WHICH MCCAIN IS...

WHICH MCCAIN IS WHICH? Jon Chait has responded to my criticisms of his liberal McCain meme. As befits two folks who disagree, he found my rebuttal unconvincing, and I found his defense similarly so. Reading Chait, it seems that his case rests on two primary pieces of evidence: 1) McCain felt out a party switch in 2001-2002. 2) McCain was notably liberal during those years. And that's true enough. Since Chait doesn't like ACU rankings (and he accuses me of cherry-picking Bush's liberalism, which, in the context of McCain's "progressivism," was precisely my point), we can look at The National Journal's scores, which shows a post-2000 election tumble for McCain, who goes from around 70 percent conservative in the years preceding (and 80 percent a few years before that), to 60 percent or so in the years after. Which may prove that Garance is onto something here...

To me, this tells a story of pique and opportunism: the Republican Party rejected John McCain, smeared him, humiliated him. In the years immediately following, McCain rebelled against his attackers, even testing out a switch to the Democratic Party. All the better to build his emerging media rep as a courageous maverick and to take vengeance on those who beat him. During that period, he supported various Democratic measures, most of them tepid offerings that a party with only one branch of government thought broadly appealing enough that they might pass the House and compel Bush's signature. McCain eventually decided against that strategy and began determinedly rebuilding his bridges. Now that he's back in the fold, accepted again, he's promising to sponsor the codification of tax cuts he once voted against, voicing support for the reprehensible South Dakota abortion ban, slavishly praising George W. Bush, seeking rapprochement with the Christian Right, etc, etc. I can only wonder what will happen if they actually elect him president.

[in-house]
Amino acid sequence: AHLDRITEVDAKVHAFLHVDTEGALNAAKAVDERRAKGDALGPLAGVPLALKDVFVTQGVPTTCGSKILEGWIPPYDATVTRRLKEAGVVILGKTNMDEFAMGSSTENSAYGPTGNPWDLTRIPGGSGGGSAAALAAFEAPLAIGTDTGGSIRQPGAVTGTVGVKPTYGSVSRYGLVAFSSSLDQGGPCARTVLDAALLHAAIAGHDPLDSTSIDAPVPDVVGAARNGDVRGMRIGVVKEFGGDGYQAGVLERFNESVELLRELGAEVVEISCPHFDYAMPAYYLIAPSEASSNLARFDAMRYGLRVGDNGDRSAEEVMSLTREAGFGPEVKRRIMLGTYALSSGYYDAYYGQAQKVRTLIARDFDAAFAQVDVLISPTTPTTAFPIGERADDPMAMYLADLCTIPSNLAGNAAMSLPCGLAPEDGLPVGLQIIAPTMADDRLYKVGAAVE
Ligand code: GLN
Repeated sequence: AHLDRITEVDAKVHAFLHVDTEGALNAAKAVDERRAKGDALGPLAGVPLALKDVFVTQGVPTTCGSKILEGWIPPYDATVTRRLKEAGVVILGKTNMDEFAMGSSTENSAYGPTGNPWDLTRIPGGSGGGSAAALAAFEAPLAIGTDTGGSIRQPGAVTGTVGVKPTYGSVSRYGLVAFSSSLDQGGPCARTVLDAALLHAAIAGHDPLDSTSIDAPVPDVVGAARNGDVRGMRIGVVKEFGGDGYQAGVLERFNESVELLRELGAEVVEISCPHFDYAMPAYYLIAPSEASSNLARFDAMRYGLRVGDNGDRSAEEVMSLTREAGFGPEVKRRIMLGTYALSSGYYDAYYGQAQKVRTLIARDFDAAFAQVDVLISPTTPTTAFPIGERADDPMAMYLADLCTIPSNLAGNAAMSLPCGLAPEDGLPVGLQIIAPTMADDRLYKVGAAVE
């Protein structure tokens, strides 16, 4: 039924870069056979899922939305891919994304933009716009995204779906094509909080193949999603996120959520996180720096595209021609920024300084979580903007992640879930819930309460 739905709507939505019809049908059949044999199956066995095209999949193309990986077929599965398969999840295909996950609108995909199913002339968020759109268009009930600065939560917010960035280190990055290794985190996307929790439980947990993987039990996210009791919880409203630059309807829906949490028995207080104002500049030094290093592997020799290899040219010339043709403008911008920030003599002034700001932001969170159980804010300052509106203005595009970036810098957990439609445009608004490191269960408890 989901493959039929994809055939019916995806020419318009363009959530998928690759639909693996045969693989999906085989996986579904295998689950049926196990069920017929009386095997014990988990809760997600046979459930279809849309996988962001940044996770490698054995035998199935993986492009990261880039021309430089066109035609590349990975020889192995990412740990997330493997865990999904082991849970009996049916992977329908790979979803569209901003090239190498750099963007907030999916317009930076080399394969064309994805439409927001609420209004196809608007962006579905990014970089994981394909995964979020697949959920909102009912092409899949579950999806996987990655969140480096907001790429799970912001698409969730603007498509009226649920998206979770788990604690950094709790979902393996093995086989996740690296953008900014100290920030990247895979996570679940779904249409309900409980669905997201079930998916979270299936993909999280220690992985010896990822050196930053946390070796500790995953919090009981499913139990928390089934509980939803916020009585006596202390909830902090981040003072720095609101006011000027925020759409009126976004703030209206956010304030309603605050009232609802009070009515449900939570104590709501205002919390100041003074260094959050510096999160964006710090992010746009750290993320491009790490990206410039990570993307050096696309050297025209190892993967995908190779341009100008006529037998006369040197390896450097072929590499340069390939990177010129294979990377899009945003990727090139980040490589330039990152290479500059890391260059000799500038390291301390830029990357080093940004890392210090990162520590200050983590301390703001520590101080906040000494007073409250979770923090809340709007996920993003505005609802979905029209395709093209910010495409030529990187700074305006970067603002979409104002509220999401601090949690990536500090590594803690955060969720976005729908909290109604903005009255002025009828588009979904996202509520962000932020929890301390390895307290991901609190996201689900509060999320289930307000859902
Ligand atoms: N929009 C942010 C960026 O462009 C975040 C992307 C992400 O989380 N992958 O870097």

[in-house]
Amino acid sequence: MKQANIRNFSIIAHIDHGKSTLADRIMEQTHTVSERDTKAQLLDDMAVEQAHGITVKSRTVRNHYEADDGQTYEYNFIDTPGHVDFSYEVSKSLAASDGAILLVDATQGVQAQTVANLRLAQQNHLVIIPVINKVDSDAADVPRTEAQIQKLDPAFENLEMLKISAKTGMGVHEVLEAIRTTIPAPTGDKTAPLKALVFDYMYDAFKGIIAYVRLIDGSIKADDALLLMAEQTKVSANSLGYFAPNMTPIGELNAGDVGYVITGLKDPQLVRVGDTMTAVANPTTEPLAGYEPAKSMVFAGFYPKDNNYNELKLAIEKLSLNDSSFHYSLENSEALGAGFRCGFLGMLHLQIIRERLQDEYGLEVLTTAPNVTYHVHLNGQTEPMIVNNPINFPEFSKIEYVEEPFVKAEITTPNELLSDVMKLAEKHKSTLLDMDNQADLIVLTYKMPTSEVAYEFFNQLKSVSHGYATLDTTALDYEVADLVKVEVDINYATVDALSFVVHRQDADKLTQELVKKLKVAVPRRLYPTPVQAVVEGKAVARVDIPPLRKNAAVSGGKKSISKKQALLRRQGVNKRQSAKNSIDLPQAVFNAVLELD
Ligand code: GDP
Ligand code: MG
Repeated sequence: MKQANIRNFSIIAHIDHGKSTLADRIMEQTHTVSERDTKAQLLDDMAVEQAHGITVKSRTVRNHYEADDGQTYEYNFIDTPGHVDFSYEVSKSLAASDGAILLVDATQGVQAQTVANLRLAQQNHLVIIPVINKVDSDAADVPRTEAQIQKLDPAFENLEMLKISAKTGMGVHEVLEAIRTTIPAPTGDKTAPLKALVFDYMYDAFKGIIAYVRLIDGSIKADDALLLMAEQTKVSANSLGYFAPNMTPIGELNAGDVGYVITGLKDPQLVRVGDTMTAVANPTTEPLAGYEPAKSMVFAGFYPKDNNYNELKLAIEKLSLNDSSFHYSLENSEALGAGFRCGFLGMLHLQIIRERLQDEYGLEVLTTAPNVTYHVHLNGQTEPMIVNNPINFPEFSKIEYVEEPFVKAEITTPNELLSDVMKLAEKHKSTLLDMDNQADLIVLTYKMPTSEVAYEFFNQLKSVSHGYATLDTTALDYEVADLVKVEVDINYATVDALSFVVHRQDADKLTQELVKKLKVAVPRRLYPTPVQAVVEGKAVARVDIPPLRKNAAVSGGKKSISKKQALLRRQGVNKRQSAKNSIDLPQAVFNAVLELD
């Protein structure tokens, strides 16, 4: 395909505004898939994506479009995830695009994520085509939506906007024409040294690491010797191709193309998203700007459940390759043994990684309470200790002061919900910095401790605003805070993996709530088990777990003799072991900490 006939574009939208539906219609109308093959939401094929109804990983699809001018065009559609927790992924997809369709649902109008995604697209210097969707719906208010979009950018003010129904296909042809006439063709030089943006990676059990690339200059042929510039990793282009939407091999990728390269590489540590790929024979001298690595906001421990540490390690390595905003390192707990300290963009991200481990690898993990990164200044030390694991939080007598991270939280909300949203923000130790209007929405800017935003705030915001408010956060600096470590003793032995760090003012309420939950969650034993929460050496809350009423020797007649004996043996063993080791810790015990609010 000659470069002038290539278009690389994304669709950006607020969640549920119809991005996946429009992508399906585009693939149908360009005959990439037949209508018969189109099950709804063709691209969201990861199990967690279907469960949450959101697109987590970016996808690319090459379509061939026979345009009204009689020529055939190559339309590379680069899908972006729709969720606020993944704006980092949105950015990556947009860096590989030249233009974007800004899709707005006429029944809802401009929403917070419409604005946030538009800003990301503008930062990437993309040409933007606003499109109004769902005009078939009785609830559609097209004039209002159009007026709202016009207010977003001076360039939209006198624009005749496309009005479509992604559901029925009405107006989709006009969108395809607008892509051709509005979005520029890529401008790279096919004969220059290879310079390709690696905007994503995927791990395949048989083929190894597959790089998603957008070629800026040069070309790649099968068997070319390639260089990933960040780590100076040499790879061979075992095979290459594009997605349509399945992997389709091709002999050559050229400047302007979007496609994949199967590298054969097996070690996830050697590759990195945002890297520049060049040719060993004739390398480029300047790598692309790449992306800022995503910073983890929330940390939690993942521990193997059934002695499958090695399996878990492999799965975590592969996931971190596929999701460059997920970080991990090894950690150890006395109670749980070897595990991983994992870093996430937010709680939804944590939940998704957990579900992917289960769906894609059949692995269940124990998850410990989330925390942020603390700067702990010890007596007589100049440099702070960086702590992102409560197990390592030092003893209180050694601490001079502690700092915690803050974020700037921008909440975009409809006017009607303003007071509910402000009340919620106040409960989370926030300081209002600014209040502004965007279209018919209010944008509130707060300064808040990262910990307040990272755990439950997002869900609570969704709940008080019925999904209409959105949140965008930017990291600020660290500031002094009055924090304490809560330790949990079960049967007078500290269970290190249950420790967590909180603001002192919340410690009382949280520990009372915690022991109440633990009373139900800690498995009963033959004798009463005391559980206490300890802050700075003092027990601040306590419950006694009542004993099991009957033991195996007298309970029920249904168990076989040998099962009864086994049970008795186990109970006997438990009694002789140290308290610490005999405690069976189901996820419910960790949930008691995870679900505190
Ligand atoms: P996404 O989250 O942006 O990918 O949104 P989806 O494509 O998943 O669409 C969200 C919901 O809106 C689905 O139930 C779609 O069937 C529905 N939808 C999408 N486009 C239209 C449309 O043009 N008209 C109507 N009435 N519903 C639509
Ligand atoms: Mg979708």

To me, McCain's record shows a guy largely free of core ideology. When that cuts in a liberal direction, as it did after 2000, it's bracing. When it darts to the right, as it often has, it's somewhat less so. McCain may muse that his daughter should be able to decide her reproductive future, but he endorsed South Dakota's law ensuring that no other women would enjoy the same freedom. (Chait didn't address the abortion issue, but it's really rather key. Scott Lemieux has the definitive post on it, and I'd love to see a rebuttal.) McCain will drift toward the path of popularity and success. Were this the 1980s, and he were facing a Democratic Congress, he might be a safe bet on the strength of his lets-make-a-deal instincts. But there is no Democratic Congress. No Democratic House, no Democratic Senate. So McCain will be hemmed in by his right flank, a position he's currently proving himself perfectly comfortable in. In that context, there is no promise of his liberalism, and no check against his conservatism. And that's not a state of affairs I feel comfortable giving one ounce of support to.

--Ezra Klein

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